Lake Mead

March 30, 2014--Despite good snowpack in Rockies, Lake Mead level still expected to drop (Las Vegas Sun)

Lake Mead is drying up. At the rate we use water in the valley, the reservoir — the largest in the country — could be drained and arid by 2050. Thirty years ago, a seemingly endless supply of water rushed down the Colorado River, into Lake Mead and out of our faucets. Today, 14 years into a drought that has left the valley parched, our reservoirs are less than half full. Why?

March 30, 2014--Too early to tell if above average snowpack will help Colorado River (Havasu News)

It snowed hard all winter in the Rocky Mountains, and come spring that’s always been a sign that once that huge snowpack melts, the Colorado River will tumble mightily with a greater bounty of water to keep the Southwest viable. The overall snowpack is now at 115 percent of average for this time of the year in the Rockies.

March 14, 2014--A water revolution for the thirsty West (Wall Street Journal)

California has been suffering from a crippling drought, but it is hardly alone in its water struggle. Since 2010, rainfall in Texas has declined so markedly that several dozen communities are in danger of running out of water.

March 2, 2014--California will tap its water bank, even as Mead shrinks (Las Vegas Review-Journal)

Punishing drought in California could force that state to make a sizable withdrawal from a virtual water bank in Lake Mead this year, even as the reservoir shrinks closer to an all-time low and an unprecedented shortage declaration.

February 21, 2014--Ex-Vegas water chief Pat Mulroy urges 'mind shift' on Colorado River (Desert Sun)

Pat Mulroy, who recently retired after more than two decades as Las Vegas’ influential water chief, is calling for people and water managers across the West to shift their thinking about the Colorado River and focus on shared stewardship of its declining flows.

February 17, 2014--Water shortages: What to expect in the future (Arizona Republic)

Central Arizona Project is the primary steward of Arizona’s Colorado River water supplies and places paramount importance on the health and sustainability of the river. Since 2000, the Colorado River basin has endured the worst drought in centuries, yet Colorado River water users in California, Nevada and Arizona have not had to reduce the volume of water they receive from the river.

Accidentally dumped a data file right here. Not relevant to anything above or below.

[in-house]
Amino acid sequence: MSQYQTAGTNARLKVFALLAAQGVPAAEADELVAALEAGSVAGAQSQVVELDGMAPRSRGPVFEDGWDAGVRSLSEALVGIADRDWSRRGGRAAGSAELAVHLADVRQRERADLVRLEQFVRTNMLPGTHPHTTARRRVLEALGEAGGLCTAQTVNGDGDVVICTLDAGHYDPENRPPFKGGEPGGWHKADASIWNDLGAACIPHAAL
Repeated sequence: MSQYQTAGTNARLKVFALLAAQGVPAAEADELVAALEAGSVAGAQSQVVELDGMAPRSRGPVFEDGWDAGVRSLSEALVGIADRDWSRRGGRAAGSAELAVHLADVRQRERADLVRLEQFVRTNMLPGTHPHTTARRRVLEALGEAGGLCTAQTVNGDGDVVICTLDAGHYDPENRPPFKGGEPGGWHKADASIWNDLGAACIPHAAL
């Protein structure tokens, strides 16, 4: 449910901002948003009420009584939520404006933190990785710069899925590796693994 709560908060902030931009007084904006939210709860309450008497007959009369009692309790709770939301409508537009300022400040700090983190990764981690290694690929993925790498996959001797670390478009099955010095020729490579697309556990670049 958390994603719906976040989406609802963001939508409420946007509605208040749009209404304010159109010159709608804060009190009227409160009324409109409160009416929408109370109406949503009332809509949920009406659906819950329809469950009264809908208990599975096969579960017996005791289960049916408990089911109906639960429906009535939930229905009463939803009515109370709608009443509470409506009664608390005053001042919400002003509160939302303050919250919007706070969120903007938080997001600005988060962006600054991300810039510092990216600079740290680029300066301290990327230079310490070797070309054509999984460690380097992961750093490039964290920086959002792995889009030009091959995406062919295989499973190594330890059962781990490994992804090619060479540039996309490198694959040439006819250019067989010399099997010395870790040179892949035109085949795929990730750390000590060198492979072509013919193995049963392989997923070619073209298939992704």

February 17, 2014--Old facilities, older rivers, and Arizona water (Modern Times Magazine)

In the high deserts of Arizona and throughout the Southwestern United States, access to water resources seems far closer to mind at a policy level than any wetter or non-landlocked states. The Colorado River Basin Water Supply and Demand Study released by the U.S.

February 9, 2014--Arizona's dry winter stokes water fears (Arizona Republic)

Federal snow-monitoring stations in Arizona’s high country recorded not a single flake in January, a striking rarity even in this drought-stricken region. The lack of moisture threatens to stoke a monster wildfire season and ratchet up tensions among states already wary of a declining Colorado River.

February 8, 2014--California, Texas, and the Southwestern U.S. face a critical year for water supplies (Circle of Blue)

Like a human pulse, reservoirs are the most obvious indicator of a water-supply system’s health. At the beginning of 2014, three major U.S. regions are suffering, and the consequences touch all limbs of the body politic. A topic attracting fervent debate in a normal year, water will crown the list of public policy concerns in the Western United States in 2014.

February 3, 2014--The unprecedented water crisis of the American Southwest (The Week)

Why is the Colorado so important? It's the lifeline of the arid Southwest. Starting off in the snowy Rocky Mountains of northern Colorado, the 1,450-mile river snakes its way through the Grand Canyon and southwest toward Mexico, supplying water to seven states — California, Nevada, Arizona, Utah, Colorado, New Mexico, and Wyoming.

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